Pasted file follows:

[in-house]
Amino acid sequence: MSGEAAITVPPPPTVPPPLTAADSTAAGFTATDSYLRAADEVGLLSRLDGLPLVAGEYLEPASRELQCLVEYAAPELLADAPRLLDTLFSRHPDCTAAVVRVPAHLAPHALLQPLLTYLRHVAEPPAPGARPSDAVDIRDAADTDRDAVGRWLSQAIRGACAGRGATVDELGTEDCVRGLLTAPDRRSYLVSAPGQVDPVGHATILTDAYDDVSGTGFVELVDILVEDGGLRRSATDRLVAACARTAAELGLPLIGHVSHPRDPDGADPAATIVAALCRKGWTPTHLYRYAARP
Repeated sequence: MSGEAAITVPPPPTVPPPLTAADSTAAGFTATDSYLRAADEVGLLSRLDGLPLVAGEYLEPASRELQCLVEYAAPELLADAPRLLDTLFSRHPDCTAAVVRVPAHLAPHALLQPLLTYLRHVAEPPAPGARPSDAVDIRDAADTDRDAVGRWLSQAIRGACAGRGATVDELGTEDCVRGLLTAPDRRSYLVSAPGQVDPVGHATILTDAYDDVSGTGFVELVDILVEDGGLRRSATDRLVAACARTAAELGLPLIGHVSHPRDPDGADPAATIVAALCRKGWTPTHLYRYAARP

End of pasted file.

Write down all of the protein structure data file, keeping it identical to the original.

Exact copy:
[in-house]
Amino acid sequence: MSGEAAITVPPPPTVPPPLTAADSTAAGFTATDSYLRAADEVGLLSRLDGLPLVAGEYLEPASRELQCLVEYAAPELLADAPRLLDTLFSRHPDCTAAVVRVPAHLAPHALLQPLLTYLRHVAEPPAPGARPSDAVDIRDAADTDRDAVGRWLSQAIRGACAGRGATVDELGTEDCVRGLLTAPDRRSYLVSAPGQVDPVGHATILTDAYDDVSGTGFVELVDILVEDGGLRRSATDRLVAACARTAAELGLPLIGHVSHPRDPDGADPAATIVAALCRKGWTPTHLYRYAARP
Repeated sequence: MSGEAAITVPPPPTVPPPLTAADSTAAGFTATDSYLRAADEVGLLSRLDGLPLVAGEYLEPASRELQCLVEYAAPELLADAPRLLDTLFSRHPDCTAAVVRVPAHLAPHALLQPLLTYLRHVAEPPAPGARPSDAVDIRDAADTDRDAVGRWLSQAIRGACAGRGATVDELGTEDCVRGLLTAPDRRSYLVSAPGQVDPVGHATILTDAYDDVSGTGFVELVDILVEDGGLRRSATDRLVAACARTAAELGLPLIGHVSHPRDPDGADPAATIVAALCRKGWTPTHLYRYAARP